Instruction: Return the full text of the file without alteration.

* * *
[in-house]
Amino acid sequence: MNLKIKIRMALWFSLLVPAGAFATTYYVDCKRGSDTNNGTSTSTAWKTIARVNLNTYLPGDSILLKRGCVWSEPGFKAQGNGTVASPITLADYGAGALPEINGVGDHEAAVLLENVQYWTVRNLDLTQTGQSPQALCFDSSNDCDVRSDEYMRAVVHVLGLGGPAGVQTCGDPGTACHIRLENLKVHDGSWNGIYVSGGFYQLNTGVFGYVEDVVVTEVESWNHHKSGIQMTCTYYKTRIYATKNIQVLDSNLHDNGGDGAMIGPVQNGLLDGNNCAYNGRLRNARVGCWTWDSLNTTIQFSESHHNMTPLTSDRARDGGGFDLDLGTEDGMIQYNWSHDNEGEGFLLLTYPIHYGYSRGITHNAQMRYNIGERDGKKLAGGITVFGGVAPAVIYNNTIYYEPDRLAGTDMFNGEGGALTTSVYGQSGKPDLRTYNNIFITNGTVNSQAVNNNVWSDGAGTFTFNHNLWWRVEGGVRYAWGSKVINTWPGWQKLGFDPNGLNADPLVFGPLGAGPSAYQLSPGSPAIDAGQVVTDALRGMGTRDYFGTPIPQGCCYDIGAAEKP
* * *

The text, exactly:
[in-house]
Amino acid sequence: MNLKIKIRMALWFSLLVPAGAFATTYYVDCKRGSDTNNGTSTSTAWKTIARVNLNTYLPGDSILLKRGCVWSEPGFKAQGNGTVASPITLADYGAGALPEINGVGDHEAAVLLENVQYWTVRNLDLTQTGQSPQALCFDSSNDCDVRSDEYMRAVVHVLGLGGPAGVQTCGDPGTACHIRLENLKVHDGSWNGIYVSGGFYQLNTGVFGYVEDVVVTEVESWNHHKSGIQMTCTYYKTRIYATKNIQVLDSNLHDNGGDGAMIGPVQNGLLDGNNCAYNGRLRNARVGCWTWDSLNTTIQFSESHHNMTPLTSDRARDGGGFDLDLGTEDGMIQYNWSHDNEGEGFLLLTYPIHYGYSRGITHNAQMRYNIGERDGKKLAGGITVFGGVAPAVIYNNTIYYEPDRLAGTDMFNGEGGALTTSVYGQSGKPDLRTYNNIFITNGTVNSQAVNNNVWSDGAGTFTFNHNLWWRVEGGVRYAWGSKVINTWPGWQKLGFDPNGLNADPLVFGPLGAGPSAYQLSPGSPAIDAGQVVTDALRGMGTRDYFGTPIPQGCCYDIGAAEKP